Presentation on theme: "Building a Green Economy The Race for International Innovation and Competitiveness Christopher Flavin Worldwatch Institute Seoul Forum 2010 Seoul, Korea."— Presentation transcript:
Building a Green Economy The Race for International Innovation and Competitiveness Christopher Flavin Worldwatch Institute Seoul Forum 2010 Seoul, Korea
Today’s economy is profoundly out of balance with the world’s ecological resource base. The economic model pioneered by today’s industrial countries is not viable for the world as a whole
The transition to a sustainable global economy is the great economic challenge of the coming decades. It will shape the future of the next generation.
Solving environmental problems will entail substantial costs for some of today’s industries. But it will also create thousands of new companies and millions of jobs, laying the foundation for a green economic transformation.
Successful green economies will require visionary systems thinking and smart, effective government regulations & economic incentives. At stake are international economic competitiveness—and the health of the planet on which the economy depends.
Energy & Resource Productivity Key to a Sustainable Global Economy Potential for Factor Five Increase by 2050—Will Become the New Benchmark for Global Economic Success
Investment in Renewable Energy Source: NEF 2009
Average Energy Growth Rates by Source: Source: Worldwatch, BP.
Global Electricity from Renewables Source: NEF 2009 Renewable power generation additions as share of global power generation additions Renewable generation as % of global power generation
The Race for Green Jobs Each $1 million invested in energy efficiency creates 21.5 new jobs versus 11.5 for gas power generation. Renewable energy has already created 3 million new jobs—most of them in the past five years. Solar electricity creates times more jobs per megawatt hour than coal or gas. Retrofitting Europe's residential buildings to cut emissions 75% would create 2.6 million jobs by 2030.
Job Growth in Renewable Energy: Germany
13 Employment Estimates All Recycling China United States Brazil 10,000,000 1,100, ,000 Aluminum Can CollectingBrazil 170,000 Electronics RecyclingChina 700,000 Steel Scrap Production United States World 30,000 [225,000] Aluminum Scrap Production Japan Western Europe United States 12,700 >10,000 6,100 Recycling / Scrap-based Production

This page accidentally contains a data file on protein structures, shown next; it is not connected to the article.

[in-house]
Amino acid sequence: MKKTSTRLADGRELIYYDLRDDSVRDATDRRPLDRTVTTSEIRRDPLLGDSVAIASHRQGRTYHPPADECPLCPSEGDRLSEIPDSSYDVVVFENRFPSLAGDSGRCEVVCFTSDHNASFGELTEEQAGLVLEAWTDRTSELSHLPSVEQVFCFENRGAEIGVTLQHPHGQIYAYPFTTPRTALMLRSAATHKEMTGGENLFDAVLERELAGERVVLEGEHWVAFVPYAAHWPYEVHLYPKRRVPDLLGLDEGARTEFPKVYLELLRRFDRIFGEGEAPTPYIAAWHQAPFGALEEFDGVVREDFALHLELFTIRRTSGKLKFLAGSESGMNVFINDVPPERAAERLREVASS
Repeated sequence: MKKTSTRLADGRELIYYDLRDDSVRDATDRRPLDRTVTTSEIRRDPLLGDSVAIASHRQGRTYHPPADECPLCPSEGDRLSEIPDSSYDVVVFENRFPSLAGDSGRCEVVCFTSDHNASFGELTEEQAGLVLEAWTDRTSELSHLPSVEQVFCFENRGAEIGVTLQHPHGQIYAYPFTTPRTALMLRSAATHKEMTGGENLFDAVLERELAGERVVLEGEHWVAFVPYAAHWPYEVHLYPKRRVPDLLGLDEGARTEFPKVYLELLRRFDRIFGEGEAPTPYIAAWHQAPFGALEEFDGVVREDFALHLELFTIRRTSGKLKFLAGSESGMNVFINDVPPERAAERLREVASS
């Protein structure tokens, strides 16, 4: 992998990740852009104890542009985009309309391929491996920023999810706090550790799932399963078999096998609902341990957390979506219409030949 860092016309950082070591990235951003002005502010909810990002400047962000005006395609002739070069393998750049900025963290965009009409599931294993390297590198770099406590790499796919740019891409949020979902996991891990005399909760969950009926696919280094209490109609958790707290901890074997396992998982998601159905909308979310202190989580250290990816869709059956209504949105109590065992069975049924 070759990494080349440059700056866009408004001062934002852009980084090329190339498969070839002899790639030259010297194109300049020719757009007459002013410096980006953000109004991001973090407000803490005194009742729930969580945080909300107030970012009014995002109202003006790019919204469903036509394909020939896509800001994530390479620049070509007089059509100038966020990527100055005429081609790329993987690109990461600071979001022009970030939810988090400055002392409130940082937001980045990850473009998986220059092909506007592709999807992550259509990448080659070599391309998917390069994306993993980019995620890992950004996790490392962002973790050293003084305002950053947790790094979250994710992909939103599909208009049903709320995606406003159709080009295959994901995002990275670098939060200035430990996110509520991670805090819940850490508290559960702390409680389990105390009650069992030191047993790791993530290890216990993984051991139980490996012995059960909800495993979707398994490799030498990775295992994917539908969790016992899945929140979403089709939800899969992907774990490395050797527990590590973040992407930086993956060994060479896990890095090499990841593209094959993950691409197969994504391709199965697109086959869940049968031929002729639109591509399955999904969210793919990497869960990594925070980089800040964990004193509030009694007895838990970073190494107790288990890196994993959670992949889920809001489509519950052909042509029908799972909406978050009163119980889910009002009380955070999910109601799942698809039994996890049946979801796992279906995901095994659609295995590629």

SOURCE: UNEP/ILO Green Jobs Report Green Jobs in Renewable Energy, Present and Future 2.3 million people are currently employed in the renewable energy sector globally. Projected investments of $630 billion by 2030 would translate into at least 20 million additional jobs.
Germany World leader in installed renewable capacity Unilateral reductions of carbon emissions of 36% below 1990 levels by 2020 Highly effective feed-in tariff system has boosted renewable energy industry – earned over €16 billion in 2005
Renewable Electricity in Germany Source: BMU 2008
Spain Currently generates one-quarter of electricity from renewable sources Goal to generate 40% of electricity from carbon-free sources by 2020 Feed-in tariffs and low-interest loans have boosted renewable energy industry
California Goal to reduce GHG emissions to 1990 levels by 2020 $75 million green jobs training program to train over 20,000 skilled clear energy workers California Green Corps – place at risk young adults in green jobs
Electricity Use Per Capita
Green Provisions of Obama Stimulus in United States The $787 billion American Recovery & Reinvestment Act of 2009 includes more than $71 billion for clean energy—more than tripling spending : $4.5 billion for upgrading energy efficiency in government buildings $500 million for job training in energy efficiency and renewables $2.5 billion for research on energy efficiency and renewable energy $9.3 billion for investments in rail transportation $5 billion for home weatherization for low income families The stimulus also includes $20 billion in clean energy tax incentives.
China $35 billion in clean energy investment in 2009 Goal to reduce carbon intensity of the economy by % by 2050 World’s largest producer of wind turbines and solar panels 8% electricity from wind, solar, biomass by 2020
Solar PV Production by Country/Region Source: Maycock, Prometheus Institute, CREIA, Bradford.
Korea is a late comer to the green economy Its economic miracle has relied heavily on energy and resource- intensive manufacturing
But Korea’s 97% dependence on imported energy suggest that a new model is needed. The Low-Carbon, Green-Growth Strategy launched by President Lee Myung-Bak could make Korea a global leader.
Korea Green Growth Strategy $59 billion “Green New Deal Package” 78% of stimulus spending—highest in world Renewable Electricity Standard and Feed-In Tarrif are being introduced Tough new energy efficiency standards for industry, transportation, and buildings Pledge to cut GHG emissions 30% below BAU by 2020